Monday, November 24, 2014

Repatriation - one week later

It seems strange to know that I've been back in the U.S. for a full week now. Strange because it feels as if I've been here forever but also strange because the experience of living in Qatar is always on my mind. The unnerving part of this strangeness is that I frequently catch myself thinking that I will return to Doha. Simple things like buying something at a store and immediately wanting to make sure we take delivery before I have to return. And then I realize I'm not returning. Besides these moments of realization, I've been very busy settling back into our home, taking delivery of my shipment, and placing things around our home that were part of my life in Doha.

I've actually been surprised throughout the last week that I've had relatively few moments of remorse about leaving Doha. I assume it is because I was so excited to get home to be with Diane and the rest of the family. What I miss most about Doha are the people with who I interacted on a daily basis. Everyone from my work colleagues to security staff, cleaning staff, trainers and workout friends in the fitness room - I miss them all and have moments when I simply long to see them and exchange good wishes.

The funniest part of my return occurred the first night back. I went to bed early after the 14+ hour flight and woke up at 1:30 a.m Chicago time. My mind was racing on all sorts of things from work-related, to acclimating to Chicago, to things I wanted to do. Obviously, 1:30 a.m. was not a time that I could ask Diane to get up to talk or for me to go to the piano for a little practice. I knew I couldn't get back to sleep so I decided to start a list of things on my mind. Well, seven pages of hand-written notes later, I had a full list of tasks I want to dive into, ways I want to influence U.S. higher education, places I want to go, and volunteer/enrichment activities I want to pursue in retirement. After Diane got up 5 hours later, she asked me what I had been doing. What exploded from me was a bit overwhelming and later when I described the scene to Devin (oldest daughter) she commented that maybe I should consider taking my foot off the accelerator!

I plan to keep track of how things unfold over the next weeks and months through my blog. Understanding the process of repatriating is as important as understanding how expatriate choose to work abroad and how they engage the experience. Thus far, repatriation and reverse culture shock seem to be less of a hurdle than I anticipated.

Sunday, November 09, 2014

One week left

Over the last couple of months I began the logistical and emotional journey of repatriating to the U.S. after seven years in Qatar. Since this isn’t only a journey to a different place but a journey to a different way of being, I haven’t really known what to expect. As of this last weekend, the logistics are pretty much in place – had a garage sale, sold the car and piano, and completed the preparation for shipping my belongings. I still have the processes of cancelling my residence permit, clearing my ville, arranging bank closure, and a couple of other things but the week is manageable.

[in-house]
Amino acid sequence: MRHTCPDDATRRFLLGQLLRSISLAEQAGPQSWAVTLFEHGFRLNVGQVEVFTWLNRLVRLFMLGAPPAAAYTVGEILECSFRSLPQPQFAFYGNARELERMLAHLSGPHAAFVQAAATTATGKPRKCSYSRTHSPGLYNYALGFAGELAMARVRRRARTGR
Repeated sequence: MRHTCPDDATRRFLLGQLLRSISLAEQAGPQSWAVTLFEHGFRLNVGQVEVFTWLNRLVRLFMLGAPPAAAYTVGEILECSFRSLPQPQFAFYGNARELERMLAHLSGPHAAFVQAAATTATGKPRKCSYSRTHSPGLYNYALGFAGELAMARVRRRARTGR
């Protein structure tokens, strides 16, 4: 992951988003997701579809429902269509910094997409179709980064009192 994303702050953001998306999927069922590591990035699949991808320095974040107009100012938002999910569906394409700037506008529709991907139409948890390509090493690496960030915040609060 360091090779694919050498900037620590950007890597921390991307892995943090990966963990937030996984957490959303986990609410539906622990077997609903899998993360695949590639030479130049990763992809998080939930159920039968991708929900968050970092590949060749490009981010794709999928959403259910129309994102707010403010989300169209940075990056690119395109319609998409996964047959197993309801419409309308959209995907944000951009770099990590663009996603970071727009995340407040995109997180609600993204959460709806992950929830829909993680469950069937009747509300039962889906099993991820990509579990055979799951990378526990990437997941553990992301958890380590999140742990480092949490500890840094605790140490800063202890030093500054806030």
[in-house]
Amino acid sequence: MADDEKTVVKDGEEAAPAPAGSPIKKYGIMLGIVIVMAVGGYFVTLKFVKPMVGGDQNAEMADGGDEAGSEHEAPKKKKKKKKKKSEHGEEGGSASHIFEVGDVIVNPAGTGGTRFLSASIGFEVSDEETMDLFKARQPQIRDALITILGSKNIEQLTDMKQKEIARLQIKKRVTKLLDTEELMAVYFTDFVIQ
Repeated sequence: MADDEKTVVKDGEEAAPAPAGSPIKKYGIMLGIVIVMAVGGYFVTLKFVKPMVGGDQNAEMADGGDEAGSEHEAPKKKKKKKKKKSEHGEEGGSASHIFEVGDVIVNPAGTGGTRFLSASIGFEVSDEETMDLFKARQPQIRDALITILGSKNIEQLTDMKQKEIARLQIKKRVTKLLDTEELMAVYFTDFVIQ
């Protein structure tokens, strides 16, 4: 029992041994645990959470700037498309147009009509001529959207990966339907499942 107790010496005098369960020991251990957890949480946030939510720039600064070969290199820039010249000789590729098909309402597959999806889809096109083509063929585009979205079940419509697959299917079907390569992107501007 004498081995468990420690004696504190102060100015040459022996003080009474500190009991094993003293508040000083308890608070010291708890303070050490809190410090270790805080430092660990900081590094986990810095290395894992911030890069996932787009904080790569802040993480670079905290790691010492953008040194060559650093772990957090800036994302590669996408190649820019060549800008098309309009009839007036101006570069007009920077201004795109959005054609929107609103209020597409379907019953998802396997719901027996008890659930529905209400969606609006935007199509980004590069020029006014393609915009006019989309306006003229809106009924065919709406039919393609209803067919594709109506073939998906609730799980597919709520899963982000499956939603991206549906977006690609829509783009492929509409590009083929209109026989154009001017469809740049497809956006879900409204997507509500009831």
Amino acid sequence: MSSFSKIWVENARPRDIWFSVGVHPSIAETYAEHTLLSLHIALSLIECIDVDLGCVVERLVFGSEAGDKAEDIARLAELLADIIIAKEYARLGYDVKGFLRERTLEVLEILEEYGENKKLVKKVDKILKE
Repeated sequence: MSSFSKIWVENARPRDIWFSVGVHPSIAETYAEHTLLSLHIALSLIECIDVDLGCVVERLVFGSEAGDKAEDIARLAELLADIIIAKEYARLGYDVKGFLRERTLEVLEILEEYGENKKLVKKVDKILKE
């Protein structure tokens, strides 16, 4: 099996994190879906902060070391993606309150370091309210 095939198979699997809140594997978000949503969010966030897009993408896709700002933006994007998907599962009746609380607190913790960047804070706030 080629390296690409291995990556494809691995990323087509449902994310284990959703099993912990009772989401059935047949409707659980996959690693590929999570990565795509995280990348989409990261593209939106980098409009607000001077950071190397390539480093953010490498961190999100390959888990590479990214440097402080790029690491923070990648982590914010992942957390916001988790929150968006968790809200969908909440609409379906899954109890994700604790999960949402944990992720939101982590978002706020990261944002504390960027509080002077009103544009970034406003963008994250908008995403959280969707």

The emotional journey has been a mix of everyday life coupled with occasional moments where I suddenly react, “Oh, this is the last…” Because I am so excited about being back with my family, the idea of not seeing some of my friends and colleagues here has not been bad but I anticipate that, as the time nears, I am likely to struggle.

An odd emotional moment occurred in bidding farewell to my piano on this last Friday morning. I had to leave early to participate in a student leadership development desert challenge so I left my ville key with the family who bought the piano, allowing them to pick up the piano whenever they could. As I was waiting to be picked up at 7:30 a.m., I played several Rachmaninoff pieces, ending with the Rachmaninoff Prelude IV, Op. 23, No. 4. The Prelude IV was the first piece I picked up when I began to get serious about practicing again so it has a special meaning to me as the invitation to what has been a rediscovery of music in my life.

The Prelude IV, Op. 23, No. 4 concludes with a last crescendo from pianissimo to mezzo forte, a silent (and in my interpretation prolonged) pause, and a very simple a-major 7th chord resolving into d-major. My body reacts to this final phrase by gradually releasing a deep and long breath as the last crescendo rises. Then my body automatically draws in a quick a renewing breath in the pause and then releases a final exhale as the final two chords resolve quietly in a never- ending and peaceful silence. The notes and the entire experience of breathing with the music are a relief to my body and my heart. I hope that the little piano that gave me so much pleasure understood what I was saying…

I have been so privileged to work in Qatar, to discover worlds I never imagined, and to rediscover music as a central part of my life. Many, many years ago I thought I wanted to be a concert pianist but the pressure of performance made me too nervous to play my best when performing for others; thus, I moved to higher education. The journey of higher education has been incredible and fulfilling, ending with this last crescendo in Qatar. Perhaps, I’ll have a last crescendo with music when I return to be with Diane, the girls, our sons-in-law, and little Reese…